Industry Looks to Cut Settlement Cycle

Industry Looks to Cut Settlement Cycle

By Kenneth E. Bentsen, Jr., president and CEO of SIFMA:

As we near the end of our analysis of the work needed to get to T+1 settlement, we have gained a clear idea of the changes removing 24 hours from the settlement cycle will require.  These include global settlements, documentation impacts, corporate actions, securities issuance, and impacts on coordination for mutual fund portfolio securities and investor shares.

As with the move to T+2, we are facilitating broad industry collaboration and reviewing all the issues through a series of industry engagement and workshops.  It is no surprise that some areas will require fundamental changes.  These include allocations, affirmation and disaffirmation processes, clearinghouse process timelines, and securities lending.\

Other areas that will require significant change include prime brokerage, delivery of investor documentation, foreign currency exchange (FX), global movement of securities and currency, batch cycle timing, and exchange-traded fund (ETF) creation and redemption.  It is also imperative to identify the reasons behind settlement errors and fails and ensure that the error and fail rates do not increase under a newly compressed timeline.

We have discovered that some of the issues involved in shortening the settlement cycle will need fundamental behavioral, technological and regulatory changes, and industry coordination, socialization and planning will lead us to success.  We outlined these in a recent letter to the SEC.

By the end of September – just weeks from now – we expect to finish the analysis phase and enter the next phase:  developing the plan outlining the necessary steps and timeframes for moving the industry to T+1.  This will include an industry transition communication plan, a transition time frame, and appropriate planning and testing.  The transition will require behavioral changes and technological changes, and many of these changes will need to be supported by regulatory changes.  For example, SEC Rule 15c6-1 (Settlement Cycle) and FINRA Rule 11320(b) (Dates of Delivery) will need to be amended.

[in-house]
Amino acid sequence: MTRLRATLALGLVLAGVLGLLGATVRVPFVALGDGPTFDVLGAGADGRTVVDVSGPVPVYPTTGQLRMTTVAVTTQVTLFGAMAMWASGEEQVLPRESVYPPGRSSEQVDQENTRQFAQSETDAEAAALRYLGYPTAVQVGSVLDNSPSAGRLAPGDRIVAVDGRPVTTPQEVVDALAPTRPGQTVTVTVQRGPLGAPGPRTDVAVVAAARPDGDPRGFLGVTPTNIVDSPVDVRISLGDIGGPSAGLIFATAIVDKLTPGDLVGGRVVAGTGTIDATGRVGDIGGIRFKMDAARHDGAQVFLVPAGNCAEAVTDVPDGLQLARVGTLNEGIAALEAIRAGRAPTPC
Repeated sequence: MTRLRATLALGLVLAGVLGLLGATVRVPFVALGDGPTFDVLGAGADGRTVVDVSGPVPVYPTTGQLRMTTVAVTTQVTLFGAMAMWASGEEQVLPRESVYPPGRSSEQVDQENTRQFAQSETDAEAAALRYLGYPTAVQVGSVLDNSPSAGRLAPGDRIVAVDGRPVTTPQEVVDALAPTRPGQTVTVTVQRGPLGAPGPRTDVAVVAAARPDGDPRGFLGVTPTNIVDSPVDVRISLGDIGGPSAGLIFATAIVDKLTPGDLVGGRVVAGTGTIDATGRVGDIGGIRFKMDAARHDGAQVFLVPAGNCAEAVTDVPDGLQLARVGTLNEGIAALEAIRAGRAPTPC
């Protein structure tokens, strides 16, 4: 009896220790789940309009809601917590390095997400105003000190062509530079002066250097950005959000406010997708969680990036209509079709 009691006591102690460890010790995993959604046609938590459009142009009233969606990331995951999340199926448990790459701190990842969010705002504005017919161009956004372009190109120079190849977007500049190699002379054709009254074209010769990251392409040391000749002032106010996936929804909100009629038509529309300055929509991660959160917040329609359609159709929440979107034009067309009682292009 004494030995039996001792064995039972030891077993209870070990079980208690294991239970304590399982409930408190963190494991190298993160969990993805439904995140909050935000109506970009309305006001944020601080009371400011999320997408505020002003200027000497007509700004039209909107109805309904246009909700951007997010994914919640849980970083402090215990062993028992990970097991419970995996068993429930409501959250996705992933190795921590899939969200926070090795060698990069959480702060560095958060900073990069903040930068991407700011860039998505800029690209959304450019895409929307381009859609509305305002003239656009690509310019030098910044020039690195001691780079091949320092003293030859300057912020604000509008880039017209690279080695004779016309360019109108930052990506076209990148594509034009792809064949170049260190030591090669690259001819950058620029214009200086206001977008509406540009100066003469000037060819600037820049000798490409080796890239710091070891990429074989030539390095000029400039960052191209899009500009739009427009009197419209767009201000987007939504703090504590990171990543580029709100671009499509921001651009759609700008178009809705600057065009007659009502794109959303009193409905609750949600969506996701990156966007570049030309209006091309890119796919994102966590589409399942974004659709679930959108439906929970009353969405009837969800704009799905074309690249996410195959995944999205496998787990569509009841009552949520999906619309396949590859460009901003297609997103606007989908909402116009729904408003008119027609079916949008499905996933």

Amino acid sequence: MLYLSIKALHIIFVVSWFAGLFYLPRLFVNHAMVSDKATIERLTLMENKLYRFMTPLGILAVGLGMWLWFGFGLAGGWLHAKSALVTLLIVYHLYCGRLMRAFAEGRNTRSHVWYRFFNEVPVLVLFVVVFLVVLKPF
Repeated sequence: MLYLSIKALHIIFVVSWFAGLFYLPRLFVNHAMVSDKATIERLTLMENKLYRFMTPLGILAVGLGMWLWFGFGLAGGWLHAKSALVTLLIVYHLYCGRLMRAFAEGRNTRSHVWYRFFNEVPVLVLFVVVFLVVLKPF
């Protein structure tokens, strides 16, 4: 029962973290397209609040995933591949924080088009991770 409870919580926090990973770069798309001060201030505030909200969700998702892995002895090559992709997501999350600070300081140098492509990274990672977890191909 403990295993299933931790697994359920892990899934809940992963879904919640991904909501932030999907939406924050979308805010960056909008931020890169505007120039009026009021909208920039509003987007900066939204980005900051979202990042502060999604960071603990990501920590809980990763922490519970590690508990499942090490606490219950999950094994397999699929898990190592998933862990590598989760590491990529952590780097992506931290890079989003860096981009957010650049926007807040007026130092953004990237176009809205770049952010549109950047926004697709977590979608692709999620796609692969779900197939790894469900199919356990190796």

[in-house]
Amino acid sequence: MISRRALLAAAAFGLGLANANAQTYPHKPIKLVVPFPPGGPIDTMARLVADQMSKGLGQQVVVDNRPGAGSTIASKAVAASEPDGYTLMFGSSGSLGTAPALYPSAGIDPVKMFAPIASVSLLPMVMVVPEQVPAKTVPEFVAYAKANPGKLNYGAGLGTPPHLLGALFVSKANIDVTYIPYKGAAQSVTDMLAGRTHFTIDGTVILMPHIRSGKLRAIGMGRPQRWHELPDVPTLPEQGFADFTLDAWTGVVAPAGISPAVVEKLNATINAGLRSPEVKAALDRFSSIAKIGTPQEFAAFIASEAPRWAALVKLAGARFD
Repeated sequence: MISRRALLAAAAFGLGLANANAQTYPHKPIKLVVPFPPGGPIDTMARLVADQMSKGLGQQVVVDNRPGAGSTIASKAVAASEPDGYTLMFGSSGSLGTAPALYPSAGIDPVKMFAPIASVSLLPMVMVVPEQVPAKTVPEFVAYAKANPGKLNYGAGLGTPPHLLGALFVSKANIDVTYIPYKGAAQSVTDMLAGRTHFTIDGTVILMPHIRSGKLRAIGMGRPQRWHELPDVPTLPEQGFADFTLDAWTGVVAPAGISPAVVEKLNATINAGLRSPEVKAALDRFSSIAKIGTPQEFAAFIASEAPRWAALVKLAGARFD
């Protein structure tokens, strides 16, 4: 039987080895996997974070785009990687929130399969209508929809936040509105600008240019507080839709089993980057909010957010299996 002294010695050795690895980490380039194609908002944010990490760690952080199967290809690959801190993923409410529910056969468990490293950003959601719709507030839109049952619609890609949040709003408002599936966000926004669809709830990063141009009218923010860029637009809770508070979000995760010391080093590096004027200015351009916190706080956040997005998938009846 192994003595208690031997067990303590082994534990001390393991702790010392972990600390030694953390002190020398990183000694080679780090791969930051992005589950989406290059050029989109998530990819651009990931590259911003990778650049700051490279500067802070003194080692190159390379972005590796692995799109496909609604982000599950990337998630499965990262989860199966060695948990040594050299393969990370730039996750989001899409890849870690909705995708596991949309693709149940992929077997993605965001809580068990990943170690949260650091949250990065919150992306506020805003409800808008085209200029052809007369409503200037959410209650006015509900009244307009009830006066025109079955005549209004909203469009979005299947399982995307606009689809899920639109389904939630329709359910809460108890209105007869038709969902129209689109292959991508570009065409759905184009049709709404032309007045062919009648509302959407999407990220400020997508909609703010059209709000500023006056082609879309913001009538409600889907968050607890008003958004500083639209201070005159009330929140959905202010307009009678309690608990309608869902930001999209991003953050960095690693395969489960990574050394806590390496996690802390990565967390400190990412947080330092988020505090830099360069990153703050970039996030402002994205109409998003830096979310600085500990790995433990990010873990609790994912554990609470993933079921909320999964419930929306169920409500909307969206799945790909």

There are those who ask, “why not move to T+0 instead?”  As part of our analysis, we have also reviewed the issues involved with moving to an end of day or T+0 settlement.  We have found that same day settlement is more complex than simply removing an additional day from the cycle and would require re-engineering how securities trade and settle.

This re-engineering would necessitate a redesign of areas such as global settlements, FX, margin investing and securities lending to meet regulatory and contractual requirements in less than 12 hours, where today it takes more than 24.  It would potentially require retail investors to pre-fund accounts. It could also potentially create a competitive burden for smaller firms and vendors due to the resources believed necessary to complete a move to T+0.  Finally, it could require industry stakeholders—including the Federal Reserve’s payment systems—to maintain services much longer during the day, which could increase the potential for failure.

A requirement that all activity be completed in one business day of perhaps 12 hours or less would also impact the ability to complete non-automated activity, which could expand the rate of trade fails in the system, leading to increased risk. Recognizing these challenges, the industry has and will continue to investigate ways to further shorten settlement times through cost benefit analysis considering risk mitigation, investor benefits and costs, and operational resiliency.

Removing 24 hours from the current settlement cycle comes with obstacles and challenges, though nothing that will prevent the move to T+1.  While the industry has a hefty workload ahead, the result will be worth it:  a T+1 settlement cycle will mitigate settlement risk well beyond what was achieved under T+2.  In addition, a move to T+1 will increase settlement efficiencies and improve the use of capital, especially in periods of high volatility.

Kenneth E. Bentsen, Jr. is president and CEO of SIFMA, the voice of the nation’s securities industry. He is also chief executive officer of the Global Financial Markets Association (GFMA).

Source: SIFMA

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